‘They got egg on their faces’

Leofranc Holford-Strevens: The Oxford English Dictionary, 20 November 2003

The Meaning of Everything: The Story of the Oxford English Dictionary 
by Simon Winchester.
Oxford, 260 pp., £12.99, October 2003, 0 19 860702 4
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... of Parliament, I must declare an interest: I am employed by the publisher of both the OED and Simon Winchester’s account of its genesis. However, I have had no involvement with the latter, whose author’s qualities are well known to readers of his previous books, most relevantly The Surgeon of Crowthorne, and little with the former, which hardly needs ...

Rare, Obsolete, New, Peculiar

Daisy Hay: Dictionary People, 19 October 2023

The Dictionary People: The Unsung Heroes who Created the Oxford English Dictionary 
by Sarah Ogilvie.
Chatto, 384 pp., £22, September, 978 1 78474 493 9
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... The result is a panoramic account of 19th-century literary life. ‘Just who were these people?’ Simon Winchester asked in The Meaning of Everything, his 2003 account of the dictionary. Ogilvie follows the paper trail they left, which extends all over Britain, Europe and the Anglophone world.She arranges her chapters, in lexicographical tradition, according ...


Iain Sinclair: Swimming on the 52nd Floor, 24 September 2015

... stone was laid on 18 March 1903. The official opening was on 25 June 1904. Ian Gordon and Simon Inglis’s book Great Lengths: The Historic Indoor Swimming Pools of Britain tells us that E.J. Wakeling, vice chairman of the Shoreditch Baths and Washhouses Committee, animated the occasion by plunging into the pool and swimming a 100-foot length ...

The Reaction Economy

William Davies, 2 March 2023

... the target was dramatically told ‘You’re on Candid Camera,’ to much shock and hilarity. As Bradley Clissold has argued, the success of Candid Camera can be understood in the context of Cold War anxieties over surveillance, providing a humorous release for the pressure of being or feeling watched that was an unsettling new affect in postwar ...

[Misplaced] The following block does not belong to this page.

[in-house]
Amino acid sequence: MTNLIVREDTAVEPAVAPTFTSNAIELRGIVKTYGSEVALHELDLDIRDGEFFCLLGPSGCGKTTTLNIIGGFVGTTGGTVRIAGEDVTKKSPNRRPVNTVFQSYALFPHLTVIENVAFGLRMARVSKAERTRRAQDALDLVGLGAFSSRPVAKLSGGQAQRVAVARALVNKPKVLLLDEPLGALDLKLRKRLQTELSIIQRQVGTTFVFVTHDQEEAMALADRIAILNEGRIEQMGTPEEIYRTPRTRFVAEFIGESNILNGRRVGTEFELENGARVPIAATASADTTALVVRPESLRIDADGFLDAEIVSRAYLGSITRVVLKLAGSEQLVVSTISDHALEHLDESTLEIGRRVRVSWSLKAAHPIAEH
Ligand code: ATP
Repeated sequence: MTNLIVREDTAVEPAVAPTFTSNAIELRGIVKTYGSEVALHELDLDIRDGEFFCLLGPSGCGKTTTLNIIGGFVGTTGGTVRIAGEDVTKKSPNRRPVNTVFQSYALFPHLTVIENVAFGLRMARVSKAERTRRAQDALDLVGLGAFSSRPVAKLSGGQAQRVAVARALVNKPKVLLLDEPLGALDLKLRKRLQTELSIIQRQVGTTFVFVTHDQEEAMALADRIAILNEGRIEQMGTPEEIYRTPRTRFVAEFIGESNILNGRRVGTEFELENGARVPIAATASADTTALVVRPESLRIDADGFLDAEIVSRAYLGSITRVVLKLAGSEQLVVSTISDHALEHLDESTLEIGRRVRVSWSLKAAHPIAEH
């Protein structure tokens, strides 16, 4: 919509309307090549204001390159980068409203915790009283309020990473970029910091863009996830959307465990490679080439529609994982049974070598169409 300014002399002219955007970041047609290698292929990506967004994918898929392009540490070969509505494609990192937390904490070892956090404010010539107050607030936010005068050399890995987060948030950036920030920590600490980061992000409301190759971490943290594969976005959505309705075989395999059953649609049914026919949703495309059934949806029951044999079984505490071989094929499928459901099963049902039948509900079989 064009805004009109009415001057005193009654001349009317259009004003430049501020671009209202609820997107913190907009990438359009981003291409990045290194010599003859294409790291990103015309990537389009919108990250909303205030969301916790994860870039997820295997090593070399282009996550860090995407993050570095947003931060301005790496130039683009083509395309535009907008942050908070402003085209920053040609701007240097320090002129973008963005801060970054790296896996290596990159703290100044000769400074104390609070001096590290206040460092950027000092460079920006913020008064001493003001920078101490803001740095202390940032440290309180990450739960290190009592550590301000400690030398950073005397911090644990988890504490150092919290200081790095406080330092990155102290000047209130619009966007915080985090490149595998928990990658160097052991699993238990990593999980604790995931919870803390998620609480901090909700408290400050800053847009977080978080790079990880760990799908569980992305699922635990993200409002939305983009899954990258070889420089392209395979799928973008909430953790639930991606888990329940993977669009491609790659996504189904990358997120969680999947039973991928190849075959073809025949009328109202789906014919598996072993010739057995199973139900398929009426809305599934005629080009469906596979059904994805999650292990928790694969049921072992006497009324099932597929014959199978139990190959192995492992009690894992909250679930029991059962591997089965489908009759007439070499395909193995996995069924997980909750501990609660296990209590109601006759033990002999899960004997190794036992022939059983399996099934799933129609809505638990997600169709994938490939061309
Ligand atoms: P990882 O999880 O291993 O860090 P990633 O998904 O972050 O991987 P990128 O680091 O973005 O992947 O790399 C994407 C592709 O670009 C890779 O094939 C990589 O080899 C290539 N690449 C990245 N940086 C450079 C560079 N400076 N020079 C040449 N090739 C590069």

A Girl Called Retina

Tom Crewe: You’ll like it when you get there, 13 August 2020

British Summer Time Begins: The School Summer Holidays, 1930-80 
by Ysenda Maxtone Graham.
Little, Brown, 352 pp., £18.99, July 2020, 978 1 4087 1055 5
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... of knickers to dry in winter.’ These are women with names like Bubble Carew-Pole and Charlotte Bradley-Hanford and Juliet Mount Charles. Women who can say things like ‘My parents chose Wycombe Abbey because it was the nearest girls’ boarding school to Harley Street,’ or ‘My parents chose Heathfield because none of the girls had spots.’ Or, ‘My ...

The Fatness of Falstaff

Barbara Everett, 16 August 1990

... generated in opposition a series of essays implicitly radical in their attitudes. Looking back to Bradley’s very fine, essentially liberal, praise of Falstaff, Auden’s and Empson’s essays, for instance, like Orson Welles’s film, Chimes at Midnight, make a brilliant case, in different ways, for the old knight’s generous, even loving, even saintly ...


Barbara Everett, 31 March 1988

... equally wrong-headed and useful. The practice is summarised in the mocking footnote we attach to Bradley: ‘How many children had Lady Macbeth?’ A similar topic, once much debated though now rarely reverted to, is: ‘How old, exactly, is Hamlet?’ The dimensions of the problem are these. The Prince is introduced to us as an undergraduate. But in the ...

Who Are They?

Jenny Turner: The Institute of Ideas, 8 July 2010

... according to Monbiot the educational charity Sense about Science – a prominent supporter of Simon Singh in his recent dispute with the British Chiropractic Association – has a former LMer for a managing director, and another one as her deputy; the director of the Science Media Centre is Fiona Fox, a former LM contributor and younger sister of Claire ...